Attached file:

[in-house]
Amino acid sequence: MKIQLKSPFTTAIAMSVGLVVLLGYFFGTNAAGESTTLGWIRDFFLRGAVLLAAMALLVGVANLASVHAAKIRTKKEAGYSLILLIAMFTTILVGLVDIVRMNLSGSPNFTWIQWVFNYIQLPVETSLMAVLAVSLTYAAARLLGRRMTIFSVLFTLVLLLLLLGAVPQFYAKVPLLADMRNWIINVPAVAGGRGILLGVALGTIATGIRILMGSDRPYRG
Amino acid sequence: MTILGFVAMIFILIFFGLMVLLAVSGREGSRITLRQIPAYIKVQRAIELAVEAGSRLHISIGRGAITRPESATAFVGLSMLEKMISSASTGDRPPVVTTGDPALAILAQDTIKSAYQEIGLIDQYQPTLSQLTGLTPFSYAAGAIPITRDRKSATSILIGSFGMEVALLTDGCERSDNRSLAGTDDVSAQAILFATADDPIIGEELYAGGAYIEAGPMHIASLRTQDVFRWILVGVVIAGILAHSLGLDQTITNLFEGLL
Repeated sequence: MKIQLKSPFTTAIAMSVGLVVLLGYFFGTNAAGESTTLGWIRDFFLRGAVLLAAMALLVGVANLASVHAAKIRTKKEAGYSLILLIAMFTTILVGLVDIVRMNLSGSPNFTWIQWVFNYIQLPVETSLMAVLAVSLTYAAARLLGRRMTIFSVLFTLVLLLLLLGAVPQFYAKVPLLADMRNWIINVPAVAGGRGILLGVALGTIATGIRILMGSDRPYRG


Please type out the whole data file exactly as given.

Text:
[in-house]
Amino acid sequence: MKIQLKSPFTTAIAMSVGLVVLLGYFFGTNAAGESTTLGWIRDFFLRGAVLLAAMALLVGVANLASVHAAKIRTKKEAGYSLILLIAMFTTILVGLVDIVRMNLSGSPNFTWIQWVFNYIQLPVETSLMAVLAVSLTYAAARLLGRRMTIFSVLFTLVLLLLLLGAVPQFYAKVPLLADMRNWIINVPAVAGGRGILLGVALGTIATGIRILMGSDRPYRG
Amino acid sequence: MTILGFVAMIFILIFFGLMVLLAVSGREGSRITLRQIPAYIKVQRAIELAVEAGSRLHISIGRGAITRPESATAFVGLSMLEKMISSASTGDRPPVVTTGDPALAILAQDTIKSAYQEIGLIDQYQPTLSQLTGLTPFSYAAGAIPITRDRKSATSILIGSFGMEVALLTDGCERSDNRSLAGTDDVSAQAILFATADDPIIGEELYAGGAYIEAGPMHIASLRTQDVFRWILVGVVIAGILAHSLGLDQTITNLFEGLL
Repeated sequence: MKIQLKSPFTTAIAMSVGLVVLLGYFFGTNAAGESTTLGWIRDFFLRGAVLLAAMALLVGVANLASVHAAKIRTKKEAGYSLILLIAMFTTILVGLVDIVRMNLSGSPNFTWIQWVFNYIQLPVETSLMAVLAVSLTYAAARLLGRRMTIFSVLFTLVLLLLLLGAVPQFYAKVPLLADMRNWIINVPAVAGGRGILLGVALGTIATGIRILMGSDRPYRG